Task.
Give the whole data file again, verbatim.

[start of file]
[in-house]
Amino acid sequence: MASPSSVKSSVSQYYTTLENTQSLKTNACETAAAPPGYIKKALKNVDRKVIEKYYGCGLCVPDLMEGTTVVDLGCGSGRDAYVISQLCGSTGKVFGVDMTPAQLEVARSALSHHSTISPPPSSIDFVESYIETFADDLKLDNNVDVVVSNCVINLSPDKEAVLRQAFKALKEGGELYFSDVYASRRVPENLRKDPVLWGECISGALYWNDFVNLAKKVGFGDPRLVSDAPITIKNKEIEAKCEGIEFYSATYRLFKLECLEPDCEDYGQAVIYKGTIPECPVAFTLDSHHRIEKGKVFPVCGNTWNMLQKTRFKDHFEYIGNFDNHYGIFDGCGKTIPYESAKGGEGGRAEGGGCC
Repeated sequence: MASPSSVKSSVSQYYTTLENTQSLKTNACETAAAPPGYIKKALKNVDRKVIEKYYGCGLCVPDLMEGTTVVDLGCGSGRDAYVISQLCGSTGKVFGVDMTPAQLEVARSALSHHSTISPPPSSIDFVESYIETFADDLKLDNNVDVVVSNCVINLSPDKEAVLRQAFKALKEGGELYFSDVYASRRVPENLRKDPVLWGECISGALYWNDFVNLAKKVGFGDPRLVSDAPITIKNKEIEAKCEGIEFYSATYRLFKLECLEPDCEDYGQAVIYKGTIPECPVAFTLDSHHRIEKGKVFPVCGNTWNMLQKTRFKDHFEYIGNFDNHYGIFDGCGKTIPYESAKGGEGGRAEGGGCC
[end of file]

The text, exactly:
[in-house]
Amino acid sequence: MASPSSVKSSVSQYYTTLENTQSLKTNACETAAAPPGYIKKALKNVDRKVIEKYYGCGLCVPDLMEGTTVVDLGCGSGRDAYVISQLCGSTGKVFGVDMTPAQLEVARSALSHHSTISPPPSSIDFVESYIETFADDLKLDNNVDVVVSNCVINLSPDKEAVLRQAFKALKEGGELYFSDVYASRRVPENLRKDPVLWGECISGALYWNDFVNLAKKVGFGDPRLVSDAPITIKNKEIEAKCEGIEFYSATYRLFKLECLEPDCEDYGQAVIYKGTIPECPVAFTLDSHHRIEKGKVFPVCGNTWNMLQKTRFKDHFEYIGNFDNHYGIFDGCGKTIPYESAKGGEGGRAEGGGCC
Repeated sequence: MASPSSVKSSVSQYYTTLENTQSLKTNACETAAAPPGYIKKALKNVDRKVIEKYYGCGLCVPDLMEGTTVVDLGCGSGRDAYVISQLCGSTGKVFGVDMTPAQLEVARSALSHHSTISPPPSSIDFVESYIETFADDLKLDNNVDVVVSNCVINLSPDKEAVLRQAFKALKEGGELYFSDVYASRRVPENLRKDPVLWGECISGALYWNDFVNLAKKVGFGDPRLVSDAPITIKNKEIEAKCEGIEFYSATYRLFKLECLEPDCEDYGQAVIYKGTIPECPVAFTLDSHHRIEKGKVFPVCGNTWNMLQKTRFKDHFEYIGNFDNHYGIFDGCGKTIPYESAKGGEGGRAEGGGCC